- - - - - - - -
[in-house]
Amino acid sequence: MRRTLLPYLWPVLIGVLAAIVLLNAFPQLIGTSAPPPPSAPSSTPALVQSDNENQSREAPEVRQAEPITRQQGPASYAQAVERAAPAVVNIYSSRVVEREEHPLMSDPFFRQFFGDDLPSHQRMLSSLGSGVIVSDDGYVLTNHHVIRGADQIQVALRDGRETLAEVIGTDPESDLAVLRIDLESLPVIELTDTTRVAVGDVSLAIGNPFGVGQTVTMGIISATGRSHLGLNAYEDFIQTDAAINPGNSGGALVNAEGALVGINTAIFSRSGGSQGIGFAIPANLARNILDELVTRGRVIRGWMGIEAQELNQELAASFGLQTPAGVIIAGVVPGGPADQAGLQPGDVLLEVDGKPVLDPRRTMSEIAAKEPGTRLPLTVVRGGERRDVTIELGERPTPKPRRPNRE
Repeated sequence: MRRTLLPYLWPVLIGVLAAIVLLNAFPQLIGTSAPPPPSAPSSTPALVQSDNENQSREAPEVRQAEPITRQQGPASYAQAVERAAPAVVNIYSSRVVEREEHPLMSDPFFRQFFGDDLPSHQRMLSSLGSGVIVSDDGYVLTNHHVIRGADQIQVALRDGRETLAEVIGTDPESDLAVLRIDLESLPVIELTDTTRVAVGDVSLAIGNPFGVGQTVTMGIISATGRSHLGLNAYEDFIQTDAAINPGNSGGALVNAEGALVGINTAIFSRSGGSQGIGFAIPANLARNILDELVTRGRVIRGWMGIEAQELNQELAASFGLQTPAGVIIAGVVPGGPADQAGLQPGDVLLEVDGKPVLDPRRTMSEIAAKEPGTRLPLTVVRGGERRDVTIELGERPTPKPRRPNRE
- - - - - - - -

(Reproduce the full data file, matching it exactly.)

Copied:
[in-house]
Amino acid sequence: MRRTLLPYLWPVLIGVLAAIVLLNAFPQLIGTSAPPPPSAPSSTPALVQSDNENQSREAPEVRQAEPITRQQGPASYAQAVERAAPAVVNIYSSRVVEREEHPLMSDPFFRQFFGDDLPSHQRMLSSLGSGVIVSDDGYVLTNHHVIRGADQIQVALRDGRETLAEVIGTDPESDLAVLRIDLESLPVIELTDTTRVAVGDVSLAIGNPFGVGQTVTMGIISATGRSHLGLNAYEDFIQTDAAINPGNSGGALVNAEGALVGINTAIFSRSGGSQGIGFAIPANLARNILDELVTRGRVIRGWMGIEAQELNQELAASFGLQTPAGVIIAGVVPGGPADQAGLQPGDVLLEVDGKPVLDPRRTMSEIAAKEPGTRLPLTVVRGGERRDVTIELGERPTPKPRRPNRE
Repeated sequence: MRRTLLPYLWPVLIGVLAAIVLLNAFPQLIGTSAPPPPSAPSSTPALVQSDNENQSREAPEVRQAEPITRQQGPASYAQAVERAAPAVVNIYSSRVVEREEHPLMSDPFFRQFFGDDLPSHQRMLSSLGSGVIVSDDGYVLTNHHVIRGADQIQVALRDGRETLAEVIGTDPESDLAVLRIDLESLPVIELTDTTRVAVGDVSLAIGNPFGVGQTVTMGIISATGRSHLGLNAYEDFIQTDAAINPGNSGGALVNAEGALVGINTAIFSRSGGSQGIGFAIPANLARNILDELVTRGRVIRGWMGIEAQELNQELAASFGLQTPAGVIIAGVVPGGPADQAGLQPGDVLLEVDGKPVLDPRRTMSEIAAKEPGTRLPLTVVRGGERRDVTIELGERPTPKPRRPNRE